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Florida’s Wetlands Win Protections in Court

What just happened: Earthjustice had a major win in a federal lawsuit to protect Florida’s wetlands, which give life to a vast array of plants and animals, including the critically endangered Florida panther. The ruling halts the state from issuing permits to disturb wetlands, including for two massive developments that would have destroyed thousands of acres of panther habitat.

Why it matters: Our planet is in the midst of a biodiversity crisis, with scientists warning that nearly 40% of species could face extinction by 2100. Florida’s wetlands host a rich assortment of flora and fauna – but despite their importance, the Trump administration handed off wetlands permitting authority to Florida state officials, who have a terrible track record of protecting endangered species. Earthjustice challenged that decision, and the Feb. 16 court ruling struck down Florida’s permitting program.

The Plight of the Panther

  • Incredibly endangered: Biologists estimate that only 120 to 230 Florida panthers remain in the wild. They once roamed the southeast U.S. but now live only in a small wedge of South Florida.
  • A ticking clock: This ruling comes at an urgent moment when Florida was poised to issue permits for sprawling developments called Bellmar and Kingston that would have caused irreparable harm to panthers and imperiled crested caracara birds.
  • High-stakes development: The projects were planned for a key wetlands area and critical wildlife corridor where the panthers remain in their last territory on Earth. The U.S. Fish and Wildlife Service estimated that the projects could kill as many as 26 panthers a year from vehicular collisions.
  • Bigger than the panthers: Their status as the panthers’ stronghold is just one of many reasons Florida’s wetlands urgently need protection. They provide a home for many of the state’s 139 endangered or threatened species. They also play a key role in controlling flooding, buffering hurricanes, and filtering pollution from drinking water.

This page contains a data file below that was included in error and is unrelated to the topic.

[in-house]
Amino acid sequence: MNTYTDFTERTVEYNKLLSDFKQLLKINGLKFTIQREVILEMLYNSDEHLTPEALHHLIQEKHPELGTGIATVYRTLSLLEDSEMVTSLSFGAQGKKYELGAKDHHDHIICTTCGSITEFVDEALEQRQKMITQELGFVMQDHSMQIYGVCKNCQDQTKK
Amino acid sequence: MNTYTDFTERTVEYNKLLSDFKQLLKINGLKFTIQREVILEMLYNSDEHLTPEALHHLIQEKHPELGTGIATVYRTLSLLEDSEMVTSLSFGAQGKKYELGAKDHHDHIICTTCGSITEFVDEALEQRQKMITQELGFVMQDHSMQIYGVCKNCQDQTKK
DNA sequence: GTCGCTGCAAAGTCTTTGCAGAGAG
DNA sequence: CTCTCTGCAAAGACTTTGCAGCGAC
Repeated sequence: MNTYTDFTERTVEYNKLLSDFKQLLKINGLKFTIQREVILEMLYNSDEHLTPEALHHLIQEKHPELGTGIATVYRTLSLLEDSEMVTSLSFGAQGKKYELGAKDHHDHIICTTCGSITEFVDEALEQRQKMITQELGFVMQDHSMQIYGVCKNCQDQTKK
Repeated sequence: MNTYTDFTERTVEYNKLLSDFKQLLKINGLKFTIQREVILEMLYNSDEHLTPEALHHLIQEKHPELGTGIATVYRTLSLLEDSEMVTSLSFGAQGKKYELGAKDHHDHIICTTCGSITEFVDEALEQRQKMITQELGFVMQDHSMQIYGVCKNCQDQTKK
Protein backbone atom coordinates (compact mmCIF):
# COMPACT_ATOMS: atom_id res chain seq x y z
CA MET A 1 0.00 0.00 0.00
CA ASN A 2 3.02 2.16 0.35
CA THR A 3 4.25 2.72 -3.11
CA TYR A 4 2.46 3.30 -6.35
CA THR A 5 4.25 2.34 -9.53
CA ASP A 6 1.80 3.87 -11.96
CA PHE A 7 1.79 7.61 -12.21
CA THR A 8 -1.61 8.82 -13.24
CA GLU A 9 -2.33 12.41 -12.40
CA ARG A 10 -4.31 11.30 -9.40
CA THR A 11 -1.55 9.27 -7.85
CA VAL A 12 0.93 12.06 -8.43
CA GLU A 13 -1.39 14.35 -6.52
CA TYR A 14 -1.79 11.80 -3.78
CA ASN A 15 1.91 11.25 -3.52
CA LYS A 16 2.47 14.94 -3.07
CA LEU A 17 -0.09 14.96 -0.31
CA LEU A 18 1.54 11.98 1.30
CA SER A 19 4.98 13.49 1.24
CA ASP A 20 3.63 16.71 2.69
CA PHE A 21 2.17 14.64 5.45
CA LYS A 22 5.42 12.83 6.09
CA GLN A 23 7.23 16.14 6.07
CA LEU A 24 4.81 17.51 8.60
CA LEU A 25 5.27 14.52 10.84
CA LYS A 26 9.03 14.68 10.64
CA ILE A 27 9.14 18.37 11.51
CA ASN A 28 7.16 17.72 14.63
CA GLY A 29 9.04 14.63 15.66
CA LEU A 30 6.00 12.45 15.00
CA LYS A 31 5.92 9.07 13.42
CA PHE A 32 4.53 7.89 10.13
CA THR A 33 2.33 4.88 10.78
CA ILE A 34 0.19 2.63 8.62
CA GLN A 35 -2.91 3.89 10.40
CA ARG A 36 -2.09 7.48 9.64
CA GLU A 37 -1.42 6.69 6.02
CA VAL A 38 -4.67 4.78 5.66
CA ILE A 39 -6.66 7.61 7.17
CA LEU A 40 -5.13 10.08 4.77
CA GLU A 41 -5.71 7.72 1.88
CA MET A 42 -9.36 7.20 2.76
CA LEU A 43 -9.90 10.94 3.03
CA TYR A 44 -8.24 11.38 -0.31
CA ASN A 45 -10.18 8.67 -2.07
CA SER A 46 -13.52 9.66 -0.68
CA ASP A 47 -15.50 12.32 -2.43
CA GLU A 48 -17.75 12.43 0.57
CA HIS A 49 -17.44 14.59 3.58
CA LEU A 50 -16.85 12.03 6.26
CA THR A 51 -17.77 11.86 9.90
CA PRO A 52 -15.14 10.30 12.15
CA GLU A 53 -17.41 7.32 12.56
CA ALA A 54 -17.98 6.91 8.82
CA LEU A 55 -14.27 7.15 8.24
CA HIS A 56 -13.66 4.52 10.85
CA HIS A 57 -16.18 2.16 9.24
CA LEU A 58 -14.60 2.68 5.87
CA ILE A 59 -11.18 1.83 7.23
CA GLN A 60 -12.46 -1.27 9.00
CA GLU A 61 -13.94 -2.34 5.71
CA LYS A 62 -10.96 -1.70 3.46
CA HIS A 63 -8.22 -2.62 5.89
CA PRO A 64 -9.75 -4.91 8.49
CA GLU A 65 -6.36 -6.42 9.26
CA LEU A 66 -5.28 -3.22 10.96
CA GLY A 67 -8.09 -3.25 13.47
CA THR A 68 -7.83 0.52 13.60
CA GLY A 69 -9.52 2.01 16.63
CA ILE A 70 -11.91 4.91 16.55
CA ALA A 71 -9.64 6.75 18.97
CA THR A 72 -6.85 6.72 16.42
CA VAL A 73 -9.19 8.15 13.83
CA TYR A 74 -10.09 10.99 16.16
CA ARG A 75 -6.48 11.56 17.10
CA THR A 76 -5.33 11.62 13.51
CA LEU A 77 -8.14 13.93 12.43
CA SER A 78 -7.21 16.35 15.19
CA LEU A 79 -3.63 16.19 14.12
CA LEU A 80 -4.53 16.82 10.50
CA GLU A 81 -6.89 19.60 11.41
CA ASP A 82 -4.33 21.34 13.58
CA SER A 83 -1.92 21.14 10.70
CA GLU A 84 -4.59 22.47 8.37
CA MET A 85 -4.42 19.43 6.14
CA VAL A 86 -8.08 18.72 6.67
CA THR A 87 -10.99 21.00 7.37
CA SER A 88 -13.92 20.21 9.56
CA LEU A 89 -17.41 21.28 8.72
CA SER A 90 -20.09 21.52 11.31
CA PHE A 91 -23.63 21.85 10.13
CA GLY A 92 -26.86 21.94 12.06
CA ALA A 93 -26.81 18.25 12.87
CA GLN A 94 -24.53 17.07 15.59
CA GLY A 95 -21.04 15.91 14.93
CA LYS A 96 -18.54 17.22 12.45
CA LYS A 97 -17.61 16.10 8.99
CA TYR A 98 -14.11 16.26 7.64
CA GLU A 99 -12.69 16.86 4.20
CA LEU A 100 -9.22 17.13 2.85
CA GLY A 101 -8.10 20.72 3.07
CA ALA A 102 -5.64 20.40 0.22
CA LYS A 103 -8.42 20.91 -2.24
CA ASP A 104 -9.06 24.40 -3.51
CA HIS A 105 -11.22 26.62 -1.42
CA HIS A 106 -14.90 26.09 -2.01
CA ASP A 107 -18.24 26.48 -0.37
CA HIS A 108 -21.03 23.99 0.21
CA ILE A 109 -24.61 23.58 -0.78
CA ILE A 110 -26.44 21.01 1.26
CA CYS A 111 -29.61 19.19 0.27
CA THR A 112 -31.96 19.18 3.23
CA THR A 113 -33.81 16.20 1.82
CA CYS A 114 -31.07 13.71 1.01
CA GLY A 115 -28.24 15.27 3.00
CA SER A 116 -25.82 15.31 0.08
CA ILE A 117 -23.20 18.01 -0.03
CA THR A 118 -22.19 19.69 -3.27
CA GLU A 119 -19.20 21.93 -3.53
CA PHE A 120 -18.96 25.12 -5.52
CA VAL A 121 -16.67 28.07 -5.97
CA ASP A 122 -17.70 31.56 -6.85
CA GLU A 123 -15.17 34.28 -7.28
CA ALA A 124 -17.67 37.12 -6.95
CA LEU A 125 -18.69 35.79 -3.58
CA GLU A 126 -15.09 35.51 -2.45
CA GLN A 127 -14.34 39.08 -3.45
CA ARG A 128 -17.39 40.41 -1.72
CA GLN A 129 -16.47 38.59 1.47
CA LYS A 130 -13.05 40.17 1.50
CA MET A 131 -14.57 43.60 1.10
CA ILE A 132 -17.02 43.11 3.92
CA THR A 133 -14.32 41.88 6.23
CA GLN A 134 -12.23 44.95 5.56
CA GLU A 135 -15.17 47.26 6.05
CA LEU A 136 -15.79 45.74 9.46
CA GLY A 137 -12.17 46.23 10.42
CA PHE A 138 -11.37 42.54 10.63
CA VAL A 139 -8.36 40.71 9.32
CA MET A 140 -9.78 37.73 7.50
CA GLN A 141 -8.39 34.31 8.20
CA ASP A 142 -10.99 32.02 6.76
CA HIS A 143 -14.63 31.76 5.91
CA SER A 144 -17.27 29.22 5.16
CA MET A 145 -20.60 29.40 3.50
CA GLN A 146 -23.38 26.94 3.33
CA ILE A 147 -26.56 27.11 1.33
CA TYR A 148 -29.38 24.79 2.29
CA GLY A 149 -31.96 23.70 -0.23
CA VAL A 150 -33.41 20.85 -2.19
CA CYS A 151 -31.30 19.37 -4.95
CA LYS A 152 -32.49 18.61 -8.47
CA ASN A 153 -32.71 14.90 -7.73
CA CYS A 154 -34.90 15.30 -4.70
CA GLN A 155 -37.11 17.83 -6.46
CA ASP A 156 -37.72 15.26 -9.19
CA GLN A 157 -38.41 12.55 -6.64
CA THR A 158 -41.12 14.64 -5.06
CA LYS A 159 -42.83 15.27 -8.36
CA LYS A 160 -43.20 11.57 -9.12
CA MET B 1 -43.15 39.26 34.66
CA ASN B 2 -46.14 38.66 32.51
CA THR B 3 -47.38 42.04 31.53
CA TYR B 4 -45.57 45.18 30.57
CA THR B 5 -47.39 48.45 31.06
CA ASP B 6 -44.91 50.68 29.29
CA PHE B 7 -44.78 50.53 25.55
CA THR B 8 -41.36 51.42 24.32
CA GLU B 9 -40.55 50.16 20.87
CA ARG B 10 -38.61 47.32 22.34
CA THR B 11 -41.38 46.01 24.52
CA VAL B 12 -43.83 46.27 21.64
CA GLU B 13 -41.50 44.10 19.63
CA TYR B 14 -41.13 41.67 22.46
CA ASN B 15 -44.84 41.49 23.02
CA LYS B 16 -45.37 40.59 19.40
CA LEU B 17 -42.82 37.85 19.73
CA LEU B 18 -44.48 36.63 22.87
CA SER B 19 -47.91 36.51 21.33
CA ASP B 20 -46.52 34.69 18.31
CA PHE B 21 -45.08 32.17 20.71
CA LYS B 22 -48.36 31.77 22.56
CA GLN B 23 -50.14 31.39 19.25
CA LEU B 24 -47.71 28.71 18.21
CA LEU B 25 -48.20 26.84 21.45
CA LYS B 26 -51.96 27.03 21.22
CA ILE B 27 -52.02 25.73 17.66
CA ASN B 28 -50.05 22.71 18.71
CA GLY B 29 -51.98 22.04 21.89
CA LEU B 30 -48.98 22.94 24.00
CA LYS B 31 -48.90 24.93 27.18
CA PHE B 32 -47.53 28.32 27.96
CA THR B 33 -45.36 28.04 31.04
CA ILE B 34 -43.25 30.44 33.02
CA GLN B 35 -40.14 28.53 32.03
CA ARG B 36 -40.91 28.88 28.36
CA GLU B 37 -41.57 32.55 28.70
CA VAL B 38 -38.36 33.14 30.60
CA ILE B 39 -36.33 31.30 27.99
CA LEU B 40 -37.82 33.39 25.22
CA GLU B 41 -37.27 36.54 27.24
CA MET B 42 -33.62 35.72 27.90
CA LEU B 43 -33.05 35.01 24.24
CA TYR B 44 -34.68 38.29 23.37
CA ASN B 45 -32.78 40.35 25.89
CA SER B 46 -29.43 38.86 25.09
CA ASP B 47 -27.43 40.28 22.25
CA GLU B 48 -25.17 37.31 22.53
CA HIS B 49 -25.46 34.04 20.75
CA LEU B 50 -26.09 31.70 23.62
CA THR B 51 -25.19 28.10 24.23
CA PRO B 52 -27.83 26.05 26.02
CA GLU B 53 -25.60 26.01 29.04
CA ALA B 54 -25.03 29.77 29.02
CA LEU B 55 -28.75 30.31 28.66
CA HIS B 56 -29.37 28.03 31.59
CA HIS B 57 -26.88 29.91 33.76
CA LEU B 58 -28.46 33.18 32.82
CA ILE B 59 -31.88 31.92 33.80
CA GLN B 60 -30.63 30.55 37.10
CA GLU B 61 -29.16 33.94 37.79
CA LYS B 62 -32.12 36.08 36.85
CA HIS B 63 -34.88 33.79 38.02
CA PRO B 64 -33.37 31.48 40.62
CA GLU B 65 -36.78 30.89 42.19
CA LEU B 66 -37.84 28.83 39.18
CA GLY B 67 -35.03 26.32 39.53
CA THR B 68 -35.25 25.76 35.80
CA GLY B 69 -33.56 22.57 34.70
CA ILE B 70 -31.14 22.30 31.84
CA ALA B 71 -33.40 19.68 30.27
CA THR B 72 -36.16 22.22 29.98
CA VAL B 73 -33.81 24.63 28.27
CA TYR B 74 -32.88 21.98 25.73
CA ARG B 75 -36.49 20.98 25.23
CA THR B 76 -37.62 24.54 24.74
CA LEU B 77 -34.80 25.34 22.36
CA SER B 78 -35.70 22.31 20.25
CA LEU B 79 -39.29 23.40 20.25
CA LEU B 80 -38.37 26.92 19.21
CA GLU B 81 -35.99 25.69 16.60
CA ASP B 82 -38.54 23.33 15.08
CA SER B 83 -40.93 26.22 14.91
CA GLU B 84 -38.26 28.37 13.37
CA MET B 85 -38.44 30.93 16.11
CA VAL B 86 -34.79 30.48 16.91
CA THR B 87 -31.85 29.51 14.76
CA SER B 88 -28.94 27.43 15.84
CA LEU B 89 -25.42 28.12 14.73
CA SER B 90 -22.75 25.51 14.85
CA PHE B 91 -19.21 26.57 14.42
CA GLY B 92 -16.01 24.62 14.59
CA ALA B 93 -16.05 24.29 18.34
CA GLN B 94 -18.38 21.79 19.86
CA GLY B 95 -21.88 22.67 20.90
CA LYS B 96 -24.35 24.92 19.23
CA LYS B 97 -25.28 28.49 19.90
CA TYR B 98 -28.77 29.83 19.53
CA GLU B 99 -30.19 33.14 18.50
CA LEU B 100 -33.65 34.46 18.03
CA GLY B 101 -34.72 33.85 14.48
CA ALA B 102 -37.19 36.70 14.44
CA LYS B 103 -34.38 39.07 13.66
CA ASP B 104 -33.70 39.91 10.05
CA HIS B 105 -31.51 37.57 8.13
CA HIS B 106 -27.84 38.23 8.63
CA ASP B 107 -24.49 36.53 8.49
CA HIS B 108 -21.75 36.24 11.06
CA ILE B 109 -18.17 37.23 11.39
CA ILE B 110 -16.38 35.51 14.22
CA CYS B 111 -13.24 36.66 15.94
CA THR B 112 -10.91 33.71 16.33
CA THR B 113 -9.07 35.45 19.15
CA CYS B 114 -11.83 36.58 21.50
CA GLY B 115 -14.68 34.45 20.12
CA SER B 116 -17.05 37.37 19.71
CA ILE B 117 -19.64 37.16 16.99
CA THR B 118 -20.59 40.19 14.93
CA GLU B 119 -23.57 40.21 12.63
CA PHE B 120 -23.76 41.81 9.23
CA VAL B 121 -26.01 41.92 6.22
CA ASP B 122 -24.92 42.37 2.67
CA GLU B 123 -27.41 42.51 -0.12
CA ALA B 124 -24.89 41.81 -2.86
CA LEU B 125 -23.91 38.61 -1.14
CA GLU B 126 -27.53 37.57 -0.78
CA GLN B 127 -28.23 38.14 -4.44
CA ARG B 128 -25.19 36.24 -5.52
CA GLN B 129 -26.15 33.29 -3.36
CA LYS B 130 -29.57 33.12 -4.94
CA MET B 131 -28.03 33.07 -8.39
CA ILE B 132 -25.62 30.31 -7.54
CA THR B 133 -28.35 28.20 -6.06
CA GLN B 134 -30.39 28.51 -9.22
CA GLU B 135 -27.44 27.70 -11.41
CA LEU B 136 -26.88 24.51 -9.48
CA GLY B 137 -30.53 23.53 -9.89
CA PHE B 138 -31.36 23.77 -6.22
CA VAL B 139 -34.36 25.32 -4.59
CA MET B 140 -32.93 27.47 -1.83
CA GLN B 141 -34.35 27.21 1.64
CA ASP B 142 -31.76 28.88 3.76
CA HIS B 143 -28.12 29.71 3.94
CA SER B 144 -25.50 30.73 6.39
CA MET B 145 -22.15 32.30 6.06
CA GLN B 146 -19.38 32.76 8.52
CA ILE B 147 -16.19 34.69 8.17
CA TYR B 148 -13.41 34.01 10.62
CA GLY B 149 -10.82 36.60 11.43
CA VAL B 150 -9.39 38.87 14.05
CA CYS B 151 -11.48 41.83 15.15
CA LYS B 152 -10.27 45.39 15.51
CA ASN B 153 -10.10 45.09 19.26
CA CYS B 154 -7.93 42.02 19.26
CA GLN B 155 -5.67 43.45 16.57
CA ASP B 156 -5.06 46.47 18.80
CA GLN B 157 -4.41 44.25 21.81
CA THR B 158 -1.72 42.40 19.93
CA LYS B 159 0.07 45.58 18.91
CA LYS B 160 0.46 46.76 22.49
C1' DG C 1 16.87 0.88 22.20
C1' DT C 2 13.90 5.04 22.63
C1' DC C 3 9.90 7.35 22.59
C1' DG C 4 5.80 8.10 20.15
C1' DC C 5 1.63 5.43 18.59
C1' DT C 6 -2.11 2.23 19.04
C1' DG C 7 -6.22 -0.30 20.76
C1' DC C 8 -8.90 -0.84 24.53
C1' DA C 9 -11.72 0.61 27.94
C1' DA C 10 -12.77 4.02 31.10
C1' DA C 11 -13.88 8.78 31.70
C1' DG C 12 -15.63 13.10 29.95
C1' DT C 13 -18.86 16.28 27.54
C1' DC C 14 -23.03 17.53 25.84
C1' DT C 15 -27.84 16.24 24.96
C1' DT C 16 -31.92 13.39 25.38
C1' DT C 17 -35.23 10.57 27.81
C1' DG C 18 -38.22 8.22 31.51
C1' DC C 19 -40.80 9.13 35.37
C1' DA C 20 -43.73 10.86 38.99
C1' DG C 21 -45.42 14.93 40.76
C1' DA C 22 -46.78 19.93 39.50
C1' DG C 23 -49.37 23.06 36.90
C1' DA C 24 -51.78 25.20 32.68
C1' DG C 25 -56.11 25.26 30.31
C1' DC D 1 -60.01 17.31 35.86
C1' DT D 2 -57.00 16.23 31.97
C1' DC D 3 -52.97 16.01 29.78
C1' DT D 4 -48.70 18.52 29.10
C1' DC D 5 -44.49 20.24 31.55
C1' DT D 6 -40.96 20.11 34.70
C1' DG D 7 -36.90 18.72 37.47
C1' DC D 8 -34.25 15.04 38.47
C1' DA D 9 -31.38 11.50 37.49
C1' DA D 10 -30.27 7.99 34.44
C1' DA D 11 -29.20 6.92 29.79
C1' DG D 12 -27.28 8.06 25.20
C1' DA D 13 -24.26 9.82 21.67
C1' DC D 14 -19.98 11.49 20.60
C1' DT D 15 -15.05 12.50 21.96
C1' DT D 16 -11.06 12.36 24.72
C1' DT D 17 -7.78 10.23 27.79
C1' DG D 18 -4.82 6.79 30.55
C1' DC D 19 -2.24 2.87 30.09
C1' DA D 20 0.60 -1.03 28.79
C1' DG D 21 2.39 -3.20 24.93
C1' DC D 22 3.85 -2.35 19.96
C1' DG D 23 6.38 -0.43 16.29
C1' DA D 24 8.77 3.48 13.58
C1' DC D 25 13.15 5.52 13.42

Our Legal Argument

  • Origins: This case began in late 2020, when the Trump administration gave Florida the power to approve wetlands permits. Among many other blunders, the administration failed to ensure that the state program would adequately protect endangered species.
  • A boon for developers: Florida developers had long called this state takeover their “Holy Grail,” because they could use their political influence to speed up development in environmentally sensitive areas.
  • Going to court: Representing seven environmental groups, Earthjustice sued the EPA, warning that the handover would “degrade and ruin Florida’s natural landscape.”
  • ESA compliance: Our lawsuit argued that because the federal government failed to comply with the Endangered Species Act when approving Florida’s permitting program, it could not legally allow Florida to take over permitting.

What the Court Said

  • The Trump administration broke the law: The decision strips away Florida’s ability to rubberstamp sprawling developments, mines, and other projects that harm federally protected wetlands.
  • What developers must do: The ruling requires developers seeking permits to go back to the federal government, where projects will have to be reviewed for their impacts to imperiled species.
  • Good news for big cats: The two pending developments that would have torn through the Florida panther’s habitat will need to seek new permits.
  • Setting a precedent: If other states seek wetlands permitting authority in the future, this ruling will require the federal government to comply with the Endangered Species Act in order to approve the state programs.
Female panther at the Picayune Strand State Forest in Collier County.
Female panther at the Picayune Strand State Forest in Collier County. (Tim Donovan / Florida Fish & Wildlife)